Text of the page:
The complex role of the chemokine CX3CL1/Fractalkine in major depressive disorder: A narrative review of preclinical and clinical studies

Brain Behav Immun Health. 2024 Apr 28:38:100778. doi: 10.1016/j.bbih.2024.100778. eCollection 2024 Jul.


Evidence suggests that neuroinflammation exhibits a dual role in the pathogenesis of major depressive disorder (MDD), both potentiating the onset of depressive symptoms and developing as a consequence of them. Our narrative review focuses on the role of the chemokine fractalkine (FKN) (also known as CX3CL1), which has gained increasing interest for its ability to induce changes to microglial phenotypes through interaction with its corresponding receptor (CX3CR1) that may impact neurophysiological processes relevant to MDD. Despite this, there is a lack of a clear understanding of the role of FKN in MDD. Overall, our review of the literature shows the involvement of FKN in MDD, both in preclinical models of depression, and in clinical studies of depressed patients. Preclinical studies (N = 8) seem to point towards two alternative hypotheses for FKN's role in MDD: a) FKN may drive pro-inflammatory changes to microglia that contribute towards MDD pathogenesis; or b) FKN may inhibit pro-inflammatory changes to microglia, thereby exerting a protective effect against MDD pathogenesis. Evidence for a) primarily derives from preclinical chronic stress models of depression in mice, whereas for b) from preclinical inflammation models of depression. Whereas, in humans, clinical studies (N = 4) consistently showed a positive association between FKN and presence of MDD, however it is not clear whether FKN is driving or moderating MDD pathogenesis. Future studies should aim for larger and more controlled clinical cohorts, in order to advance our understanding of FKN role both in the context of stress and/or inflammation.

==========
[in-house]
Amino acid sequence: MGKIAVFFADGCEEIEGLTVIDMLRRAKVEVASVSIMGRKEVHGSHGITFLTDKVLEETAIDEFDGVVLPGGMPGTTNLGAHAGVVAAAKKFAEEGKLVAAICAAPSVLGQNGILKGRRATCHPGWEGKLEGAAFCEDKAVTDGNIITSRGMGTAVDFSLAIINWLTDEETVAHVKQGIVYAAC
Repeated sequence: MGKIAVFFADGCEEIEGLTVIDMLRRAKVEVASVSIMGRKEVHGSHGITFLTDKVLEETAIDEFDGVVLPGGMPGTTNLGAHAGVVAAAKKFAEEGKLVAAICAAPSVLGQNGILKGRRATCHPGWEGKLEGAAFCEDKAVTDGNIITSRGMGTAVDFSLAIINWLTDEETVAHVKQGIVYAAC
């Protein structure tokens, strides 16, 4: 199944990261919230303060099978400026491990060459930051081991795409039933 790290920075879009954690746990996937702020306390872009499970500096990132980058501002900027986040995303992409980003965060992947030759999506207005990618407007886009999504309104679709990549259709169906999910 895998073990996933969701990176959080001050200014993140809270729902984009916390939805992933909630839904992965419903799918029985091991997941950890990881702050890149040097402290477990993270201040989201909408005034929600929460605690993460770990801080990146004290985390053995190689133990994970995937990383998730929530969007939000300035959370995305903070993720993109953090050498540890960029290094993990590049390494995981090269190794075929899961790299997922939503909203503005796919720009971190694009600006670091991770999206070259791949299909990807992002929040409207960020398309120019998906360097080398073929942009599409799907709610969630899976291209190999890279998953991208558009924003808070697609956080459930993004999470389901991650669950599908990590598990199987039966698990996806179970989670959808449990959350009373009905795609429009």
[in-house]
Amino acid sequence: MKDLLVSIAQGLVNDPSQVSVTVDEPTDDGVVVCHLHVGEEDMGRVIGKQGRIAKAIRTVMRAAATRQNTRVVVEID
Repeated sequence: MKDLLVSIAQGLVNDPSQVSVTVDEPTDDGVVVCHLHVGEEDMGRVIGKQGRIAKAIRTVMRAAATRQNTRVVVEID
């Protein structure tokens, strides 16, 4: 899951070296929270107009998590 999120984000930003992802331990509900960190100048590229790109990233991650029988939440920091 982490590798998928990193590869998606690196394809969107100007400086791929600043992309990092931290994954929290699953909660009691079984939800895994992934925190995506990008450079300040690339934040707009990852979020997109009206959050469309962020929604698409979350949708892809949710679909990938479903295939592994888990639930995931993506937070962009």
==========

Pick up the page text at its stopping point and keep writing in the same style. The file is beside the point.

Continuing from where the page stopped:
Keywords: Animal studies; Fractalkine (FKN); Human studies; Major depressive disorder; Neuroinflammation.